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When my windows are open, the wind can slam the bathroom door shut. I don't want this to happen when my cat is in the doorway (dead cat), or inside the bathroom with no one home (locked in with nowhere to pee). I want the door fully closeable when someone is using the bathroom though.

Right now I have a book as a door stop, but it is easy to forget to put it back in place. Anything else that needs to be enabled manually (like those door stop things that swing down) is also no good.

I want a way to keep the door ajar by at least a few inches unless someone is inside and manually overrides it, but then after they open the door it resets and failsafe holds it open again. I'm imagining some kind of spring-loaded arm with a rubber foot attached to the door, but there might be a no-brainer solution I'm not thinking of.

In other words, a person can disengage the stop in order to close the door, but as soon as they open the door enough to leave the room, the stop is engaged again automatically.

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Great question, I am curious what the community will suggest. I have a similar "problem" with my bedroom door that I do not want to get closed by the open window when my dog is alone. –  auujay Jul 21 '11 at 20:30
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Train your cat to use the toilet? –  Doresoom Jul 21 '11 at 22:21
    
@Doresoom: Supposedly that kills sea otters or something. –  endolith Feb 13 '13 at 0:41
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13 Answers

up vote 25 down vote accepted

What about a magnetic door stop combined with a stay open spring hinge?

Such as this one from Home Hardware

Found on google image

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+1 for beating me to the exact same answer. –  BMitch Jul 21 '11 at 20:34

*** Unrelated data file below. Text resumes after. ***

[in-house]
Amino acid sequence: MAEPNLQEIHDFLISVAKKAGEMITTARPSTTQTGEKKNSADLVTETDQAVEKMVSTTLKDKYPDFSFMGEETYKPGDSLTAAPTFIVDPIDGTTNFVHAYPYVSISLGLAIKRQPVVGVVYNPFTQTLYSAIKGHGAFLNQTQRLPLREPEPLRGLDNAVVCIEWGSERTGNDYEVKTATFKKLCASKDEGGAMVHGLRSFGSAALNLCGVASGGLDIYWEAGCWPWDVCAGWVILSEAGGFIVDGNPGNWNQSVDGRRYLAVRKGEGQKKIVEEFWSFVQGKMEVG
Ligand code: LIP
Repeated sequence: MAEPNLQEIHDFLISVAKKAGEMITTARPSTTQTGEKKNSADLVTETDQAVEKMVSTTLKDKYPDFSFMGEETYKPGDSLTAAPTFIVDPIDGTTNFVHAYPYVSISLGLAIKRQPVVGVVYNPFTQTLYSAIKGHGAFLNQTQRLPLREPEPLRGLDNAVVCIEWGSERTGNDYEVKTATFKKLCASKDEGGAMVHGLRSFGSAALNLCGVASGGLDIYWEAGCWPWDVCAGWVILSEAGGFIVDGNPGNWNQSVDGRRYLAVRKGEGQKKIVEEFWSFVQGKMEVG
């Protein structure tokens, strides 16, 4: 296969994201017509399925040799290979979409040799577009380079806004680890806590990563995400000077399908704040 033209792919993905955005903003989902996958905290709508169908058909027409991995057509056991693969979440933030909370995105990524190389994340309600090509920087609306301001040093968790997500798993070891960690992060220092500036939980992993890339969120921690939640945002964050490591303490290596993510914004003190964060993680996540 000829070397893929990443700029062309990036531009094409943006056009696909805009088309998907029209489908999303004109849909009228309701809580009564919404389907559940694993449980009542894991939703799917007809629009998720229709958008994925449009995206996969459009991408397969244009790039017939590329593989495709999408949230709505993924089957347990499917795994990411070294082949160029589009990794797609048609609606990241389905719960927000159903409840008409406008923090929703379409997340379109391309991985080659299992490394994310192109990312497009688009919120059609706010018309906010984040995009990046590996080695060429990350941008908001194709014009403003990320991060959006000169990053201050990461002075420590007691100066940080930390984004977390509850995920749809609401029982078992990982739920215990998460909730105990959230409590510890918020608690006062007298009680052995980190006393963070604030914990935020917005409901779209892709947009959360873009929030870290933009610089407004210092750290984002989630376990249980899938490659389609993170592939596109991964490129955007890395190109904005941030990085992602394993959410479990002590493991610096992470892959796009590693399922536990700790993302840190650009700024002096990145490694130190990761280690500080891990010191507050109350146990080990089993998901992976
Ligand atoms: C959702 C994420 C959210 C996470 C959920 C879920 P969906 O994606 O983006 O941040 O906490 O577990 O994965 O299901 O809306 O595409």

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This requires you to open the door all the way so that it meets the magnet, though –  endolith Jul 21 '11 at 20:50
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@endolith: If there is space in the frame, you can throw your door slightly out of plumb with a washer behind the hinge. Then when it's a little open, it will fall all the way open to the magnetic stop. –  BMitch Jul 22 '11 at 13:17
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Add this and spring loaded hinges and I think it's a solution. –  Stephen Jul 22 '11 at 13:29
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I installed one of these on our bedroom door that had a habit of self-closing, and found it was really loud when it engaged. It also took quite a lot of force on the knob to break free, to the point that the door would visibly twist. We fixed both problems by sticking a little felt disc meant for furniture legs into the magnetic cup. Still plenty of pull to keep the door open but much quieter and easier to disengage. –  Mike Powell Nov 29 '11 at 6:25
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How about putting a spring on the hinges of the door?

As long as it's not a massively strong spring, the width of the door will provide plenty of leverage for even a small child to properly close the door. And the hinge plates themselves will provide a good surface for the spring ends to push against without damaging the rest of the door, the door frame, or walls.